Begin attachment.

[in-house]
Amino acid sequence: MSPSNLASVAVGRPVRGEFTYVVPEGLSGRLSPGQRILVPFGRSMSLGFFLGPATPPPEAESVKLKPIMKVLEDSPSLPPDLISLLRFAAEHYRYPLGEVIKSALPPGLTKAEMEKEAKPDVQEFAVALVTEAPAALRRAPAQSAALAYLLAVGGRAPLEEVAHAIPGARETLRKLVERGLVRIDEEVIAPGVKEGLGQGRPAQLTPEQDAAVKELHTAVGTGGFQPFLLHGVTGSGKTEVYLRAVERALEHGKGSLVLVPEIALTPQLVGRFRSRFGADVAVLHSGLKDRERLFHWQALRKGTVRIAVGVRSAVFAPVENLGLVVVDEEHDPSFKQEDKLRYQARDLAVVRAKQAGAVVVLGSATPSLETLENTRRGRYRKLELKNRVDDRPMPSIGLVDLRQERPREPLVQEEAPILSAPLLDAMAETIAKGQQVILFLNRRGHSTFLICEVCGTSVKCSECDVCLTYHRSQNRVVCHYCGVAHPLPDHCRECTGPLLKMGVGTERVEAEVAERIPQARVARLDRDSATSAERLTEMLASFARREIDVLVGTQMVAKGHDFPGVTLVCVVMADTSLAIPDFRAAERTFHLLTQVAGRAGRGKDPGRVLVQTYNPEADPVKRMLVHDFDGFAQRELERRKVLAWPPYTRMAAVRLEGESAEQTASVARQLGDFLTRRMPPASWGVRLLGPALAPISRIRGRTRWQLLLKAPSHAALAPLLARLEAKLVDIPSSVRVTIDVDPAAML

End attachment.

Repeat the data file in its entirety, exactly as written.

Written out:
[in-house]
Amino acid sequence: MSPSNLASVAVGRPVRGEFTYVVPEGLSGRLSPGQRILVPFGRSMSLGFFLGPATPPPEAESVKLKPIMKVLEDSPSLPPDLISLLRFAAEHYRYPLGEVIKSALPPGLTKAEMEKEAKPDVQEFAVALVTEAPAALRRAPAQSAALAYLLAVGGRAPLEEVAHAIPGARETLRKLVERGLVRIDEEVIAPGVKEGLGQGRPAQLTPEQDAAVKELHTAVGTGGFQPFLLHGVTGSGKTEVYLRAVERALEHGKGSLVLVPEIALTPQLVGRFRSRFGADVAVLHSGLKDRERLFHWQALRKGTVRIAVGVRSAVFAPVENLGLVVVDEEHDPSFKQEDKLRYQARDLAVVRAKQAGAVVVLGSATPSLETLENTRRGRYRKLELKNRVDDRPMPSIGLVDLRQERPREPLVQEEAPILSAPLLDAMAETIAKGQQVILFLNRRGHSTFLICEVCGTSVKCSECDVCLTYHRSQNRVVCHYCGVAHPLPDHCRECTGPLLKMGVGTERVEAEVAERIPQARVARLDRDSATSAERLTEMLASFARREIDVLVGTQMVAKGHDFPGVTLVCVVMADTSLAIPDFRAAERTFHLLTQVAGRAGRGKDPGRVLVQTYNPEADPVKRMLVHDFDGFAQRELERRKVLAWPPYTRMAAVRLEGESAEQTASVARQLGDFLTRRMPPASWGVRLLGPALAPISRIRGRTRWQLLLKAPSHAALAPLLARLEAKLVDIPSSVRVTIDVDPAAML